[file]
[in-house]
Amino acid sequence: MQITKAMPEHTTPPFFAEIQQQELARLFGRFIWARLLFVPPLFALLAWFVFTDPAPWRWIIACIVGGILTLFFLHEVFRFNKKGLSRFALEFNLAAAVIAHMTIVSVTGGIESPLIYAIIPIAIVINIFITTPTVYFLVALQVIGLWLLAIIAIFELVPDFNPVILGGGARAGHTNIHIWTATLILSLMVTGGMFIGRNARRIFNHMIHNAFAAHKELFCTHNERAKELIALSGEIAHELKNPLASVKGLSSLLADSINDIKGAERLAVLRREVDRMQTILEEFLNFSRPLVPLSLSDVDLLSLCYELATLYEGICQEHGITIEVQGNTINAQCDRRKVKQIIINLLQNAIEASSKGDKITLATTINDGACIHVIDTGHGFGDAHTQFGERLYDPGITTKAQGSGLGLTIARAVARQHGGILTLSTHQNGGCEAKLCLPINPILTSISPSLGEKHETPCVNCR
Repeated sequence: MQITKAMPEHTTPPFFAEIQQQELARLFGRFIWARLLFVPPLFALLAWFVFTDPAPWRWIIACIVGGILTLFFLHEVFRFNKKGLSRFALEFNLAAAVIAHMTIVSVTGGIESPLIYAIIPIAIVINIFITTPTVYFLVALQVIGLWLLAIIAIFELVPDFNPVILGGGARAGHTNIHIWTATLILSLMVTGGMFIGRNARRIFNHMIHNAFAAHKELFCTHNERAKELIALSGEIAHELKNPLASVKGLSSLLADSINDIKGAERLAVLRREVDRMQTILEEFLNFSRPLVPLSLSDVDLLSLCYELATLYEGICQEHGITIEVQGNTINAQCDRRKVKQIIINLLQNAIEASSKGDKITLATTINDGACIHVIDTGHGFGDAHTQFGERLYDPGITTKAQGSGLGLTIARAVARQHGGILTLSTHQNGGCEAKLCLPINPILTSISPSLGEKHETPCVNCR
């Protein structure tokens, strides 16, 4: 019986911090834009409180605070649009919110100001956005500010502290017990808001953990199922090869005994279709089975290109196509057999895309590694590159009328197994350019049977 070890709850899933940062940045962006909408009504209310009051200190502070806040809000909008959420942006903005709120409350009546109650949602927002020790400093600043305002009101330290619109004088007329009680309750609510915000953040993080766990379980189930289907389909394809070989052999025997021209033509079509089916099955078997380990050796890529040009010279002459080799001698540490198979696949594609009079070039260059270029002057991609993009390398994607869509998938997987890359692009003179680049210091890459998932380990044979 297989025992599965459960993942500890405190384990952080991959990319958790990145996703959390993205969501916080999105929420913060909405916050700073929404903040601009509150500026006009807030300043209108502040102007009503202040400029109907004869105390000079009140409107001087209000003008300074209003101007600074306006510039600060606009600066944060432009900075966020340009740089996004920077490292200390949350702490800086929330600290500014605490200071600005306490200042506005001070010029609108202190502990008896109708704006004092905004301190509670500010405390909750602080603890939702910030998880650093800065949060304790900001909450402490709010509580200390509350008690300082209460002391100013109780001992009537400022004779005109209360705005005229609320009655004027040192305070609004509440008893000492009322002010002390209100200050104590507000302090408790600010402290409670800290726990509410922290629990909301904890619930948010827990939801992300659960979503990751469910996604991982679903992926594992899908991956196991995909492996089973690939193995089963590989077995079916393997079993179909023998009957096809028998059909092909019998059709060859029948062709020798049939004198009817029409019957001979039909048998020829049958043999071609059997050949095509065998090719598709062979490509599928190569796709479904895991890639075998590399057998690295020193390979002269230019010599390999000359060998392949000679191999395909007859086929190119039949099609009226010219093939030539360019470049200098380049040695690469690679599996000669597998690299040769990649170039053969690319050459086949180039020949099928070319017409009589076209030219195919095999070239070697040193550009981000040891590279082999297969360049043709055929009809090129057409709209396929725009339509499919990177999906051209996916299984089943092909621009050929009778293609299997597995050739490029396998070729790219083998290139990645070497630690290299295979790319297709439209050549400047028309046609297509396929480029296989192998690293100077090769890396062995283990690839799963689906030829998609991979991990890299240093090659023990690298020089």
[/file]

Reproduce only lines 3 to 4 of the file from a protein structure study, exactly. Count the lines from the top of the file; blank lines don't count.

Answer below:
Repeated sequence: MQITKAMPEHTTPPFFAEIQQQELARLFGRFIWARLLFVPPLFALLAWFVFTDPAPWRWIIACIVGGILTLFFLHEVFRFNKKGLSRFALEFNLAAAVIAHMTIVSVTGGIESPLIYAIIPIAIVINIFITTPTVYFLVALQVIGLWLLAIIAIFELVPDFNPVILGGGARAGHTNIHIWTATLILSLMVTGGMFIGRNARRIFNHMIHNAFAAHKELFCTHNERAKELIALSGEIAHELKNPLASVKGLSSLLADSINDIKGAERLAVLRREVDRMQTILEEFLNFSRPLVPLSLSDVDLLSLCYELATLYEGICQEHGITIEVQGNTINAQCDRRKVKQIIINLLQNAIEASSKGDKITLATTINDGACIHVIDTGHGFGDAHTQFGERLYDPGITTKAQGSGLGLTIARAVARQHGGILTLSTHQNGGCEAKLCLPINPILTSISPSLGEKHETPCVNCR
């Protein structure tokens, strides 16, 4: 019986911090834009409180605070649009919110100001956005500010502290017990808001953990199922090869005994279709089975290109196509057999895309590694590159009328197994350019049977 070890709850899933940062940045962006909408009504209310009051200190502070806040809000909008959420942006903005709120409350009546109650949602927002020790400093600043305002009101330290619109004088007329009680309750609510915000953040993080766990379980189930289907389909394809070989052999025997021209033509079509089916099955078997380990050796890529040009010279002459080799001698540490198979696949594609009079070039260059270029002057991609993009390398994607869509998938997987890359692009003179680049210091890459998932380990044979 297989025992599965459960993942500890405190384990952080991959990319958790990145996703959390993205969501916080999105929420913060909405916050700073929404903040601009509150500026006009807030300043209108502040102007009503202040400029109907004869105390000079009140409107001087209000003008300074209003101007600074306006510039600060606009600066944060432009900075966020340009740089996004920077490292200390949350702490800086929330600290500014605490200071600005306490200042506005001070010029609108202190502990008896109708704006004092905004301190509670500010405390909750602080603890939702910030998880650093800065949060304790900001909450402490709010509580200390509350008690300082209460002391100013109780001992009537400022004779005109209360705005005229609320009655004027040192305070609004509440008893000492009322002010002390209100200050104590507000302090408790600010402290409670800290726990509410922290629990909301904890619930948010827990939801992300659960979503990751469910996604991982679903992926594992899908991956196991995909492996089973690939193995089963590989077995079916393997079993179909023998009957096809028998059909092909019998059709060859029948062709020798049939004198009817029409019957001979039909048998020829049958043999071609059997050949095509065998090719598709062979490509599928190569796709479904895991890639075998590399057998690295020193390979002269230019010599390999000359060998392949000679191999395909007859086929190119039949099609009226010219093939030539360019470049200098380049040695690469690679599996000669597998690299040769990649170039053969690319050459086949180039020949099928070319017409009589076209030219195919095999070239070697040193550009981000040891590279082999297969360049043709055929009809090129057409709209396929725009339509499919990177999906051209996916299984089943092909621009050929009778293609299997597995050739490029396998070729790219083998290139990645070497630690290299295979790319297709439209050549400047028309046609297509396929480029296989192998690293100077090769890396062995283990690839799963689906030829998609991979991990890299240093090659023990690298020089």